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Walmart and Netflix are on a roll, while Burberry is falling behind

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Walmart beats Q1 expectations

Walmart exceeded first-quarter revenue and earnings expectations, leading to an upward revision of its full-year forecast. The retailer now anticipates a revenue increase at the high end or slightly above the previously expected 3-4%, and has raised earnings per share expectations to $2.23-$2.37. The positive financial news pushed the stock up 4.6% in the US pre-market. Walmart attributed its success to significant e-commerce gains, newer profitable ventures like advertising, and attracting more high-income shoppers. As the largest retailer in the U.S, Walmart often serves as a bellwether for the U.S. economy, particularly during inflationary periods due to its focus on staples and value.

Netflix’s first step into live sports

Netflix’s ad-supported tier now has 40 million global monthly active users, nearly double the 23 million from January. The streaming platform is also venturing into live sports, showing two NFL games on Christmas Day this year and at least one matchup in both 2025 and 2026. Although Netflix didn't disclose the cost of the streaming rights, these games could attract significant advertisers, helping the company boost profits by raising subscription prices and encouraging users to switch to the ad-supported tier.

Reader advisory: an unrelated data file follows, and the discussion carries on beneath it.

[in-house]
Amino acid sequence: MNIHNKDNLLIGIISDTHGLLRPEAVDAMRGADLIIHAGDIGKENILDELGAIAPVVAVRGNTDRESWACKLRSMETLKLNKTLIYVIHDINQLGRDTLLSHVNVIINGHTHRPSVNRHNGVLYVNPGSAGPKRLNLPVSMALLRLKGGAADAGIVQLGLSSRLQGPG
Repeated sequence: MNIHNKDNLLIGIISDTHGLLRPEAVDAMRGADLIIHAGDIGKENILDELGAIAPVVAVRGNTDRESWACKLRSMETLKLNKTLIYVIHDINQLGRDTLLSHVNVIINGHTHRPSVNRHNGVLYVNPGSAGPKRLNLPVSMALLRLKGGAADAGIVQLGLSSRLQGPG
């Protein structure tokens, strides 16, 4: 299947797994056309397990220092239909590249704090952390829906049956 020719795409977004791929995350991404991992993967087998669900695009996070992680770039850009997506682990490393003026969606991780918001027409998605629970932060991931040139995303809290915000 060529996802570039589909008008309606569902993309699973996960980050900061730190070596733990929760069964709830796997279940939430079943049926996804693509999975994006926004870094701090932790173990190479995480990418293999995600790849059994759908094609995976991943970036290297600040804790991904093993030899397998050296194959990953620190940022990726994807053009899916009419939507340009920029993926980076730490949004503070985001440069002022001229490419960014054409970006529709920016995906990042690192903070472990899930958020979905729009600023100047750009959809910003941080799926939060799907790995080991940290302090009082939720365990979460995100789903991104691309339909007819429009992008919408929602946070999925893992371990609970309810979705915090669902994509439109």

Burberry facing challenges 

The iconic Burberry trenchcoat failed to save the luxury fashion house from financial challenges. Sales in China dropped by 19% last quarter, leading to an overall same-store sales decline of 12%. Burberry expects wholesale revenue to be 25% lower in the first half of this financial year. The luxury brand’s creative revamp emphasizes its iconic check pattern, but high prices like the £1,890 "rocking horse" bag may deter buyers. Investors are skeptical, with Burberry's stock down 4% on Wednesday and halved over the past year. Amid flat US retail sales and inflation, Burberry's mid-tier positioning may be its biggest challenge.

Sources: CNBC, Finimize

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